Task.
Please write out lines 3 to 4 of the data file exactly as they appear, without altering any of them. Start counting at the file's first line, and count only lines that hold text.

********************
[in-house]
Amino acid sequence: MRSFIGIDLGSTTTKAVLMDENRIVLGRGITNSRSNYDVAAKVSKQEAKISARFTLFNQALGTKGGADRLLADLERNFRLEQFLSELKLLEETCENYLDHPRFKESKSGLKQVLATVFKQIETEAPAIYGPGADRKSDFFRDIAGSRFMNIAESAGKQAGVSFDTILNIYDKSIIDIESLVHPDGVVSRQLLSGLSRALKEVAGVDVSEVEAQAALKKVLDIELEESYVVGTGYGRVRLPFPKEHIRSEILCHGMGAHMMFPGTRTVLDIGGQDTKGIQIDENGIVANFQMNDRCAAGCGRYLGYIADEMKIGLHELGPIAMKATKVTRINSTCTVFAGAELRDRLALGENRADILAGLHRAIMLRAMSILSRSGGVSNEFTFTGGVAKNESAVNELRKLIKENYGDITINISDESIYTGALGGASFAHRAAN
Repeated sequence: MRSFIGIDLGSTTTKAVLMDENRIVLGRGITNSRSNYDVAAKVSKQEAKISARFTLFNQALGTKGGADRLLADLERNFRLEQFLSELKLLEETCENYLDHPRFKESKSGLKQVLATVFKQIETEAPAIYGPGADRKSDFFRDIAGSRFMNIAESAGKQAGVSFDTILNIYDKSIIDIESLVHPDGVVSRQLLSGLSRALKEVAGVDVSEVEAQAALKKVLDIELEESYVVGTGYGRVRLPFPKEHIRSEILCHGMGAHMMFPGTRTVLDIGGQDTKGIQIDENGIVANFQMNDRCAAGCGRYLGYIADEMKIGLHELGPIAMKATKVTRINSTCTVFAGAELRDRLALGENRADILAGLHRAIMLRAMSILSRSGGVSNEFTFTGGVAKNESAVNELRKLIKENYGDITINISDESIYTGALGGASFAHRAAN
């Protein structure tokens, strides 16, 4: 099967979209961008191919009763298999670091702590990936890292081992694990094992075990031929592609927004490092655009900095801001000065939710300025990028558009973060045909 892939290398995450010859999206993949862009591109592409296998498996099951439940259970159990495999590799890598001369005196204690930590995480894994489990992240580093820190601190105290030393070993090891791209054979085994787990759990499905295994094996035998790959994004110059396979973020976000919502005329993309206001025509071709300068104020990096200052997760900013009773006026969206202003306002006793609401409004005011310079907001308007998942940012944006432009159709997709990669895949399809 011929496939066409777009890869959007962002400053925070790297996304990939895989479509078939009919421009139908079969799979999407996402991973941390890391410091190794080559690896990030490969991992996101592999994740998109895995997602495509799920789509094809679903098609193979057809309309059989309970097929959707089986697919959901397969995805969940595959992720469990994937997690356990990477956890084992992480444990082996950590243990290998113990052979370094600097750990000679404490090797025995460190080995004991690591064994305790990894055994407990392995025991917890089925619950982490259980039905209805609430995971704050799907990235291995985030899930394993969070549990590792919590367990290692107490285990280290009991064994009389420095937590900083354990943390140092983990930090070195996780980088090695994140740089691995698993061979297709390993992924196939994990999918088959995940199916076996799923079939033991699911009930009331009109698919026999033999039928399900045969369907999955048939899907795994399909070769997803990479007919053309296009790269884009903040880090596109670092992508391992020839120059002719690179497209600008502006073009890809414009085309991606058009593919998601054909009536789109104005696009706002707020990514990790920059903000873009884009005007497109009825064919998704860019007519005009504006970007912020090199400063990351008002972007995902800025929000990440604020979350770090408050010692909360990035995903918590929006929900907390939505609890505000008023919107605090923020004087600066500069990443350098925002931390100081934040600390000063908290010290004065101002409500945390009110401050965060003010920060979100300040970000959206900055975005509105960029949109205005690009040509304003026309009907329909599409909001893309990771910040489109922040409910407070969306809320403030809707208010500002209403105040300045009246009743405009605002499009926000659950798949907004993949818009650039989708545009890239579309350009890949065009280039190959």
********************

Repeated sequence: MRSFIGIDLGSTTTKAVLMDENRIVLGRGITNSRSNYDVAAKVSKQEAKISARFTLFNQALGTKGGADRLLADLERNFRLEQFLSELKLLEETCENYLDHPRFKESKSGLKQVLATVFKQIETEAPAIYGPGADRKSDFFRDIAGSRFMNIAESAGKQAGVSFDTILNIYDKSIIDIESLVHPDGVVSRQLLSGLSRALKEVAGVDVSEVEAQAALKKVLDIELEESYVVGTGYGRVRLPFPKEHIRSEILCHGMGAHMMFPGTRTVLDIGGQDTKGIQIDENGIVANFQMNDRCAAGCGRYLGYIADEMKIGLHELGPIAMKATKVTRINSTCTVFAGAELRDRLALGENRADILAGLHRAIMLRAMSILSRSGGVSNEFTFTGGVAKNESAVNELRKLIKENYGDITINISDESIYTGALGGASFAHRAAN
């Protein structure tokens, strides 16, 4: 099967979209961008191919009763298999670091702590990936890292081992694990094992075990031929592609927004490092655009900095801001000065939710300025990028558009973060045909 892939290398995450010859999206993949862009591109592409296998498996099951439940259970159990495999590799890598001369005196204690930590995480894994489990992240580093820190601190105290030393070993090891791209054979085994787990759990499905295994094996035998790959994004110059396979973020976000919502005329993309206001025509071709300068104020990096200052997760900013009773006026969206202003306002006793609401409004005011310079907001308007998942940012944006432009159709997709990669895949399809 011929496939066409777009890869959007962002400053925070790297996304990939895989479509078939009919421009139908079969799979999407996402991973941390890391410091190794080559690896990030490969991992996101592999994740998109895995997602495509799920789509094809679903098609193979057809309309059989309970097929959707089986697919959901397969995805969940595959992720469990994937997690356990990477956890084992992480444990082996950590243990290998113990052979370094600097750990000679404490090797025995460190080995004991690591064994305790990894055994407990392995025991917890089925619950982490259980039905209805609430995971704050799907990235291995985030899930394993969070549990590792919590367990290692107490285990280290009991064994009389420095937590900083354990943390140092983990930090070195996780980088090695994140740089691995698993061979297709390993992924196939994990999918088959995940199916076996799923079939033991699911009930009331009109698919026999033999039928399900045969369907999955048939899907795994399909070769997803990479007919053309296009790269884009903040880090596109670092992508391992020839120059002719690179497209600008502006073009890809414009085309991606058009593919998601054909009536789109104005696009706002707020990514990790920059903000873009884009005007497109009825064919998704860019007519005009504006970007912020090199400063990351008002972007995902800025929000990440604020979350770090408050010692909360990035995903918590929006929900907390939505609890505000008023919107605090923020004087600066500069990443350098925002931390100081934040600390000063908290010290004065101002409500945390009110401050965060003010920060979100300040970000959206900055975005509105960029949109205005690009040509304003026309009907329909599409909001893309990771910040489109922040409910407070969306809320403030809707208010500002209403105040300045009246009743405009605002499009926000659950798949907004993949818009650039989708545009890239579309350009890949065009280039190959």